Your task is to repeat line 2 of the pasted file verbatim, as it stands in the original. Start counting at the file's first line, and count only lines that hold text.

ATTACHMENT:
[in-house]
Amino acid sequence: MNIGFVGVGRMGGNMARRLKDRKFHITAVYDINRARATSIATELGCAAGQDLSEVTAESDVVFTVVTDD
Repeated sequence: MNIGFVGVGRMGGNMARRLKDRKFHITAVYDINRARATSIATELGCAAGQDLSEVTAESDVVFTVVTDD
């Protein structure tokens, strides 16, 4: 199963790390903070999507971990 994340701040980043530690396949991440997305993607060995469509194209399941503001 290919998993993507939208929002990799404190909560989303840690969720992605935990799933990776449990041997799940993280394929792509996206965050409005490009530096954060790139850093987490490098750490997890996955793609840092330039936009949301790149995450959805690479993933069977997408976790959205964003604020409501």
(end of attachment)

Amino acid sequence: MNIGFVGVGRMGGNMARRLKDRKFHITAVYDINRARATSIATELGCAAGQDLSEVTAESDVVFTVVTDD